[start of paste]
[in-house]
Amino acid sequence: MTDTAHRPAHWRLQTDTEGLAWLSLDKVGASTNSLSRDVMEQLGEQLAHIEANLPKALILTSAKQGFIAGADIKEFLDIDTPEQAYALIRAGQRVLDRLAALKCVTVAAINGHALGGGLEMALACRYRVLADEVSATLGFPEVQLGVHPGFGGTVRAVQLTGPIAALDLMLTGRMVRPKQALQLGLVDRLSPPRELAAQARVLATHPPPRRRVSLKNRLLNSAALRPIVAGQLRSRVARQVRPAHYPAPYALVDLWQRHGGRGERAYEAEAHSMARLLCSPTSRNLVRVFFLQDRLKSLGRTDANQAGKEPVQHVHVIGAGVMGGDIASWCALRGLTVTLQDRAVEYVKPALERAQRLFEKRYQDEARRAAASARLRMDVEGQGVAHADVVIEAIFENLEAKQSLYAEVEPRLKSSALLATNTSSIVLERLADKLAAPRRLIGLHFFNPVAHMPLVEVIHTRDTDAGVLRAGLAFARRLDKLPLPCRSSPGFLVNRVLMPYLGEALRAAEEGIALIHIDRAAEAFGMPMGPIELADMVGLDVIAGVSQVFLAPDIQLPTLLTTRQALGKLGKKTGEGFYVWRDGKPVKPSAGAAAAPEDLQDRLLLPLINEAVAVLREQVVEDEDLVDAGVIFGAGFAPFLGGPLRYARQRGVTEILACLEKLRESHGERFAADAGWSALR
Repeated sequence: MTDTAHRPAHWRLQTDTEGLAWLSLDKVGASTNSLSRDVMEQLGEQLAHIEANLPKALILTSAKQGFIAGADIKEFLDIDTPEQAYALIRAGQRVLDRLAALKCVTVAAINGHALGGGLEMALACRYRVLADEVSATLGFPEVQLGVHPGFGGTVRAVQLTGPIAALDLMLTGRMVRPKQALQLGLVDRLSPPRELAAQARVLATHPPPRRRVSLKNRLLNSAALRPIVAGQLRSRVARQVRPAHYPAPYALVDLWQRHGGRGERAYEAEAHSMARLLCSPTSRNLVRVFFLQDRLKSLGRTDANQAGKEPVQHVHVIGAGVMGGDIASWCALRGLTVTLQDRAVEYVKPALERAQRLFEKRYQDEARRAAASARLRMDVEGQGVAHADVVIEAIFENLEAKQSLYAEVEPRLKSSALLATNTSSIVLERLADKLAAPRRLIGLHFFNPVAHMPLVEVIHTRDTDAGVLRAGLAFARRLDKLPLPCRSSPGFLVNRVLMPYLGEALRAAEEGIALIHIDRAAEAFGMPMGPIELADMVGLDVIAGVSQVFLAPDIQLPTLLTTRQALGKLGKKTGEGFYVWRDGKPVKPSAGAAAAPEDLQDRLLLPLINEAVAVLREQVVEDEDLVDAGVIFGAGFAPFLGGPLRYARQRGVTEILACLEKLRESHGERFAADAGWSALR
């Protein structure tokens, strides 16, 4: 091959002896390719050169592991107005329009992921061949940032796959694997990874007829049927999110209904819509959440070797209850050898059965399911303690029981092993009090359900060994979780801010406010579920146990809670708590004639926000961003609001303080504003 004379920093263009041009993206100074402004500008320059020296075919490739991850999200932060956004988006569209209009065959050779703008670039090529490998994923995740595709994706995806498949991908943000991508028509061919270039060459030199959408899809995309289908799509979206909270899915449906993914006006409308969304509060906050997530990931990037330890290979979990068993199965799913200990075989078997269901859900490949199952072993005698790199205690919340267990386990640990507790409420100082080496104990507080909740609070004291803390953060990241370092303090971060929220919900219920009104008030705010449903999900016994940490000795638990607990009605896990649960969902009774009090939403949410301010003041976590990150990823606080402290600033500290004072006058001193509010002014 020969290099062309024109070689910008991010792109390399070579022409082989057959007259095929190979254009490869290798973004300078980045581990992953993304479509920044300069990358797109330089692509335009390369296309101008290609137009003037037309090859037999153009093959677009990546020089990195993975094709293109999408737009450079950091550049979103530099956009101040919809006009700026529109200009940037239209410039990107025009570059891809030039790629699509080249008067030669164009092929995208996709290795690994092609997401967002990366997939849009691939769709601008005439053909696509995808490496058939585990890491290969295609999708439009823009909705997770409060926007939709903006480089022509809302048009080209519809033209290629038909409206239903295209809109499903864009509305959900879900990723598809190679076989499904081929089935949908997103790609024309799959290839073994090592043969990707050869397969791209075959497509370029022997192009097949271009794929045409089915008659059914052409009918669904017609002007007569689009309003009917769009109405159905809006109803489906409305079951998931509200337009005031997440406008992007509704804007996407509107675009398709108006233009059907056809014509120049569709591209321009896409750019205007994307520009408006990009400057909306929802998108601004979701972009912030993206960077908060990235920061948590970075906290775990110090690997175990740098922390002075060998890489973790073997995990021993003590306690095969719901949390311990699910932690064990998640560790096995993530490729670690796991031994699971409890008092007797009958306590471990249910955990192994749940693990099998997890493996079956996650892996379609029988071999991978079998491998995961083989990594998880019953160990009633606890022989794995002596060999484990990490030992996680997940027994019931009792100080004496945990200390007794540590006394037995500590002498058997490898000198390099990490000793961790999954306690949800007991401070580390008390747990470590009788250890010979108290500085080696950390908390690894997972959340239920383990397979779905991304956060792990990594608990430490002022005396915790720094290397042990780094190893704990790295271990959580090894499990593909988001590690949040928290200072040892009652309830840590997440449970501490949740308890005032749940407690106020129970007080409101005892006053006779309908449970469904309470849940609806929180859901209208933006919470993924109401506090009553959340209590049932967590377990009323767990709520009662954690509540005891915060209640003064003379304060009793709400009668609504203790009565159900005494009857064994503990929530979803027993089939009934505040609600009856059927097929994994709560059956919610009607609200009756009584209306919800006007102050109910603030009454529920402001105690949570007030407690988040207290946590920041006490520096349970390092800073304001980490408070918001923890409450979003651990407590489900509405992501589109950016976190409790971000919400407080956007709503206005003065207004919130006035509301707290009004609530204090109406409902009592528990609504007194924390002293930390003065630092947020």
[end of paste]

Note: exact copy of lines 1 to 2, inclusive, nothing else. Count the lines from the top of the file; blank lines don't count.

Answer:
[in-house]
Amino acid sequence: MTDTAHRPAHWRLQTDTEGLAWLSLDKVGASTNSLSRDVMEQLGEQLAHIEANLPKALILTSAKQGFIAGADIKEFLDIDTPEQAYALIRAGQRVLDRLAALKCVTVAAINGHALGGGLEMALACRYRVLADEVSATLGFPEVQLGVHPGFGGTVRAVQLTGPIAALDLMLTGRMVRPKQALQLGLVDRLSPPRELAAQARVLATHPPPRRRVSLKNRLLNSAALRPIVAGQLRSRVARQVRPAHYPAPYALVDLWQRHGGRGERAYEAEAHSMARLLCSPTSRNLVRVFFLQDRLKSLGRTDANQAGKEPVQHVHVIGAGVMGGDIASWCALRGLTVTLQDRAVEYVKPALERAQRLFEKRYQDEARRAAASARLRMDVEGQGVAHADVVIEAIFENLEAKQSLYAEVEPRLKSSALLATNTSSIVLERLADKLAAPRRLIGLHFFNPVAHMPLVEVIHTRDTDAGVLRAGLAFARRLDKLPLPCRSSPGFLVNRVLMPYLGEALRAAEEGIALIHIDRAAEAFGMPMGPIELADMVGLDVIAGVSQVFLAPDIQLPTLLTTRQALGKLGKKTGEGFYVWRDGKPVKPSAGAAAAPEDLQDRLLLPLINEAVAVLREQVVEDEDLVDAGVIFGAGFAPFLGGPLRYARQRGVTEILACLEKLRESHGERFAADAGWSALR